Operation Strong Safety Targets Crime, Takes Back Border
AUSTIN – The Texas Department of Public Safety (DPS) today announced the results of a successful multi-agency law enforcement initiative, dubbed Operation Strong Safety, which temporarily increased the patrol presence in the Rio Grande Valley (RGV) area from Sept. 15 – Oct. 4. The initiative was launched to address three public safety issues identified in the region: 1) significant criminal activity; 2) significant number of commercial vehicles on the roadways; and 3) unsafe driving practices.
“Combating criminal activity in the RGV was the primary goal of Operation Strong Safety, as well as taking back the border from the ruthless thugs operating in that area,” said DPS Director Steven McCraw. “We are thankful to our law enforcement partners for their seamless coordination, which helped us achieve these goals, and their dedication to protecting Texans.”
Mexican cartels have continued their lucrative drug smuggling operations in the RGV unabated as evidenced by the increase in seizures of marijuana by 3.8 percent, methamphetamine by 4.5 percent and heroin by 325 percent between January and August of 2013. The substantial rise in heroin seizures is alarming because of the use of heroin by Texas children in middle and high schools.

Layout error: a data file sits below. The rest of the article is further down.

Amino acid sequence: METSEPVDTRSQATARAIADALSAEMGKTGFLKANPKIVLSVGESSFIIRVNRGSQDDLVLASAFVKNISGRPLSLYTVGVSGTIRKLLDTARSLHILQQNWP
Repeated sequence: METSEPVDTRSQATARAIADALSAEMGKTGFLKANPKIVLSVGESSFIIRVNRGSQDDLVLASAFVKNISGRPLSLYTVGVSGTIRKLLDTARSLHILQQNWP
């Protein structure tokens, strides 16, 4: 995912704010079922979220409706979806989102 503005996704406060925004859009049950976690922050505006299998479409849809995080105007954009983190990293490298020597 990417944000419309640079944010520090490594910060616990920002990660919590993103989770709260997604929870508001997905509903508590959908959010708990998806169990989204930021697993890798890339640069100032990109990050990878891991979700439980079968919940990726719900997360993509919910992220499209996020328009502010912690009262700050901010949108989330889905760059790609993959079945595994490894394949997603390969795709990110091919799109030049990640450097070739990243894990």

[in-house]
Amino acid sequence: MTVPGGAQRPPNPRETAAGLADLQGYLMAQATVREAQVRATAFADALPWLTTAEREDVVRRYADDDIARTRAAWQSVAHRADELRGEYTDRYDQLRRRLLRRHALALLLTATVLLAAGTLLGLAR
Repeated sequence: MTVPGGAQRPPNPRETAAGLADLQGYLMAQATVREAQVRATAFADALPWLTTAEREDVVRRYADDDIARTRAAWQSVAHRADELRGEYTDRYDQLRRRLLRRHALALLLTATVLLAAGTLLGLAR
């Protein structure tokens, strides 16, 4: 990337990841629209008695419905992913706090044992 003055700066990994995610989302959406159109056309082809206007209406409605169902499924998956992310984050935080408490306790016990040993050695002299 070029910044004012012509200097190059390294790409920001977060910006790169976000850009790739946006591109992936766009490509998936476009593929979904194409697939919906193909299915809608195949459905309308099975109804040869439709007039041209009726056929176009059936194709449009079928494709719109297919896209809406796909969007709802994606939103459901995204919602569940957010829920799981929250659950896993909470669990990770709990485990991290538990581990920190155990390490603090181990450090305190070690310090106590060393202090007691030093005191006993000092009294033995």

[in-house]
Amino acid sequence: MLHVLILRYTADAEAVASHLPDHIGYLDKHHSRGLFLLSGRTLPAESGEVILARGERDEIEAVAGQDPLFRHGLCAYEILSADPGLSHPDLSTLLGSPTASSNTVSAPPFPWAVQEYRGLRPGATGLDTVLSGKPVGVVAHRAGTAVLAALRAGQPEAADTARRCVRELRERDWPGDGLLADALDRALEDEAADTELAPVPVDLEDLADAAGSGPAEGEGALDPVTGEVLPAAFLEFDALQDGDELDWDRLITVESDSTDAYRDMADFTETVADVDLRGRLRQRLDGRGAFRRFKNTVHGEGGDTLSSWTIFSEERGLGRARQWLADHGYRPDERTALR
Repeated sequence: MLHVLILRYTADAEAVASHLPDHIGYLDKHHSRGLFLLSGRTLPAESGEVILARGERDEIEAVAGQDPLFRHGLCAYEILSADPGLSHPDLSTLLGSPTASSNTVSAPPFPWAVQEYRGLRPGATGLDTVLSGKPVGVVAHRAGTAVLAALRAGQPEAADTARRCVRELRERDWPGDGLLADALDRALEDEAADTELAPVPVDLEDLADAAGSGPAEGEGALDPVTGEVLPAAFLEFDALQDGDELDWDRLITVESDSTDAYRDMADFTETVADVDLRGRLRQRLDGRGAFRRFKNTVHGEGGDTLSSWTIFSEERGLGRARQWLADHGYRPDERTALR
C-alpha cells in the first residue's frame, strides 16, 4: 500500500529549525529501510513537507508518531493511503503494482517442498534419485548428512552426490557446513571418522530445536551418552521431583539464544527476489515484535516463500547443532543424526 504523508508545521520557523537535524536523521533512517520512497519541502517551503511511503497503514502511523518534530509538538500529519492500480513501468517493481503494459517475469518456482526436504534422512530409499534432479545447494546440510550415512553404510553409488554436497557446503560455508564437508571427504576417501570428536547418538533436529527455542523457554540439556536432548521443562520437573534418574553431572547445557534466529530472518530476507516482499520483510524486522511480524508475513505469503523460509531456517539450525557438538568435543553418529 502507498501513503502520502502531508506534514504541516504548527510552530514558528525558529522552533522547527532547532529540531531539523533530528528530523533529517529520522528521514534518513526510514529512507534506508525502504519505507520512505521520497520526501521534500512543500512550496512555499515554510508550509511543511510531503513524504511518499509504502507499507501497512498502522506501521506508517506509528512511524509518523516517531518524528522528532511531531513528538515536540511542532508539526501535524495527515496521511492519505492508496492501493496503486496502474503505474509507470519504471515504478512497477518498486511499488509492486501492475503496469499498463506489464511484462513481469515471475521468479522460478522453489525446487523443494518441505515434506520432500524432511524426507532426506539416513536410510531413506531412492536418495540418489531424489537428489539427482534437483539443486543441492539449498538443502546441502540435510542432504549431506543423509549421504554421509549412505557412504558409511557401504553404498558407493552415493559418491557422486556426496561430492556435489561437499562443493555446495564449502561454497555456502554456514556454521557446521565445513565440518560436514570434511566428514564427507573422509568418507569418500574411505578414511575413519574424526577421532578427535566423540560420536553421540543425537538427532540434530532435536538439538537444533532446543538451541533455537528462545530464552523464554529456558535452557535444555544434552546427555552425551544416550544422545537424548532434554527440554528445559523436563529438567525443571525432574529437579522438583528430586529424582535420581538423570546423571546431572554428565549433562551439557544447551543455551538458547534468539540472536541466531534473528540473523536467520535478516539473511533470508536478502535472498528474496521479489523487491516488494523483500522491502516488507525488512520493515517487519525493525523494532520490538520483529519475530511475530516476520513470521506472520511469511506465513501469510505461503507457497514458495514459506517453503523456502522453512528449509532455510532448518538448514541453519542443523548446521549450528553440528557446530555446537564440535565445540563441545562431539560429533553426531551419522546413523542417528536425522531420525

Since 2011, apprehensions of aliens from countries other than Mexico (including El Salvador, Guatemala, China and Pakistan) as well as Unaccompanied Alien Children (UAC) by U.S. Border Patrol in the Rio Grande Valley have both increased by more than 200 percent. Increased UAC apprehensions are particularly concerning as these children are at high risk of being forced into prostitution by transnational criminal organizations.
Increases in Mexican cartel smuggling activity decreases the safety and security of the Rio Grande Valley, the state and the nation. Resources from around Texas were deployed to the RGV to support Operation Strong Safety by conducting around-the-clock saturation patrols on, above and along the Rio Grande River to detect and interdict a substantial percentage of drug and human smuggling activity before the cartels could move people and contraband into stash houses in RGV communities. These 24/7 saturation patrols were sustained until the cartels were forced to curtail their drug and human smuggling operations in the targeted area. Results of Operation Strong Safety include:
Combating Criminal Activity During the three-week initiative in the Rio Grande Valley, DPS coordinated with local, state and federal law enforcement agencies to increase river, air and road patrols to address significant criminal activity, including human smuggling and trafficking, drug smuggling, stash house operations and home invasions. This increased patrol presence resulted in the following activity reported by law enforcement, which compares the three-week operation to the three weeks prior, in Cameron, Hidalgo, Kenedy, Starr and Willacy counties: